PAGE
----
ETP said it has suffered losses "in the millions" to vandalized equipment along the pipeline route in North Dakota. The company said it was taking steps to protect the pipeline from vandalism, but declined to disclose details.

    The rallies set for Tuesday at such places as state Army Corps offices, federal buildings and offices of banks that have helped finance the project are seeking to draw Obama's attention.

    New Orleans to Remove Confederate-Era Monuments

    [NATL] New Orleans to Remove Confederate-Era Monuments

    The city of New Orleans will remove four statues of Confederate-era events and figures in an effort to divorce itself from symbols that some see as problematic. The first statue, the Liberty Place Monument, was taken down early Monday morning. 

    (Published Monday, April 24, 2017)

    The groups, including the Indigenous Environmental Network, Honor the Earth and Greenpeace USA, want Obama to permanently halt the construction of the pipeline, the focus of confrontations between police and protesters in North Dakota for months.

    A United Nations group that represents indigenous people around the world said the U.S. government appears to be ignoring the treaty rights and human rights of American Indians opposing the pipeline.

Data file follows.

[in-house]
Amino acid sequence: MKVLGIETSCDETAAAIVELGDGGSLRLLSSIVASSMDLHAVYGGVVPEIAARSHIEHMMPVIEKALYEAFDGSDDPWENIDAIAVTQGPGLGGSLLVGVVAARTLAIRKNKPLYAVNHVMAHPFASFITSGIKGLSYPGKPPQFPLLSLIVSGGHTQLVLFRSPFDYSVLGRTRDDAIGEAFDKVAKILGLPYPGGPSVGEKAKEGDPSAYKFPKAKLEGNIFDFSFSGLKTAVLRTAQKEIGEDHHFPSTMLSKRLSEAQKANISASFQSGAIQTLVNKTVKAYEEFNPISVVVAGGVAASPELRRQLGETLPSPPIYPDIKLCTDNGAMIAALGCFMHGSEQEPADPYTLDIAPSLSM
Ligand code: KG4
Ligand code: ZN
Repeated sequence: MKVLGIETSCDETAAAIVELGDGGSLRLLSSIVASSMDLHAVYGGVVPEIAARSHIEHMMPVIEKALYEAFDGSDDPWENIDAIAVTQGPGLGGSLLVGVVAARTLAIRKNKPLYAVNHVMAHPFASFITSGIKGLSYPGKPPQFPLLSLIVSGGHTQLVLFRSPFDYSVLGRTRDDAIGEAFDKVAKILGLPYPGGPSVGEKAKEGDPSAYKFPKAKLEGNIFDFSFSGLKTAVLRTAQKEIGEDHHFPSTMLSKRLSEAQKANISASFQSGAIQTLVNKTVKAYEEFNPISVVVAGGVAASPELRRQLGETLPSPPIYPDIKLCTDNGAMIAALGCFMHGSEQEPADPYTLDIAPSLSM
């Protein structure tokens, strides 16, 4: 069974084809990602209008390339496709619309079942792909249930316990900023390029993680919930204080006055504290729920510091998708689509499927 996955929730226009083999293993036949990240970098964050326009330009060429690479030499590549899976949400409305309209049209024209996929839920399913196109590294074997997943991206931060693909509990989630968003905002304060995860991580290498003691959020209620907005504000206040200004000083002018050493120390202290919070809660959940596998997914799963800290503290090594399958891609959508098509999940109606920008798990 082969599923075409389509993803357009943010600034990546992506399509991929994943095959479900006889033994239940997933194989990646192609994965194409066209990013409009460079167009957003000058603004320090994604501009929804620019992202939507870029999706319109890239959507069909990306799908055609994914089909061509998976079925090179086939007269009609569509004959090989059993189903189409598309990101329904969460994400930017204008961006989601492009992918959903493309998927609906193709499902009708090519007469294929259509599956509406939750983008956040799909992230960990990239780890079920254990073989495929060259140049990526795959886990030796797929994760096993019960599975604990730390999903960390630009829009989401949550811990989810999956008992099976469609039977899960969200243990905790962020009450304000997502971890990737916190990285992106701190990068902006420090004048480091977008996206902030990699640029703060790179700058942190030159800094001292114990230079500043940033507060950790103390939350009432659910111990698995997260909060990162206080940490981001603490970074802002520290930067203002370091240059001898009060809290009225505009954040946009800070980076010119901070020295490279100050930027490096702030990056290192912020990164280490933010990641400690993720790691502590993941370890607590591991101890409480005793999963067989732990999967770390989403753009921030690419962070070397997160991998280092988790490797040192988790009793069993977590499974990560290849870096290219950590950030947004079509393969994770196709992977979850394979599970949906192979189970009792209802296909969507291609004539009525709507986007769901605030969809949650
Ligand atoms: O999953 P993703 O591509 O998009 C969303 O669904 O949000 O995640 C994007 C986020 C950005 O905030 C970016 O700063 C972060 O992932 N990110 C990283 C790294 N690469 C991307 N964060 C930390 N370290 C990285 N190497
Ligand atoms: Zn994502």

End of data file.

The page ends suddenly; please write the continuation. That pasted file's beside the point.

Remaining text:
The Nov. 4 statement from the U.N. Permanent Forum on Indigenous Issues called on the government to "protect the traditional lands and sacred sites of the Standing Rock Sioux and uphold their human rights commitments."

    Forum member Edward John in late October visited a camp in North Dakota that's drawn hundreds of protesters from around the globe. He said he found a "war zone" atmosphere and that "I felt as though I was in an armed conflict zone on foreign soil."

    Driver Flees Traffic Stop, Dragging Police Officer

    [NATL-DFW] Driver Flees Traffic Stop, Dragging Police Officer

    Body camera footage shows a Florida police officer being dragged by a driver attempting to flee a traffic stop.

    Police said Frank Wetzel, 61, was pulled over after blowing through a stop sign. Police said he started fidgeting with something next to him, making the officer suspicious. He was allegedly later found with a machete and handgun.

    (Published Monday, April 24, 2017)

    Justice Department spokesman Wyn Horbuckle said the agency has been in communication with law officers, tribal officials and protesters "to facilitate communication, defuse tensions, support peaceful protests, and maintain public safety."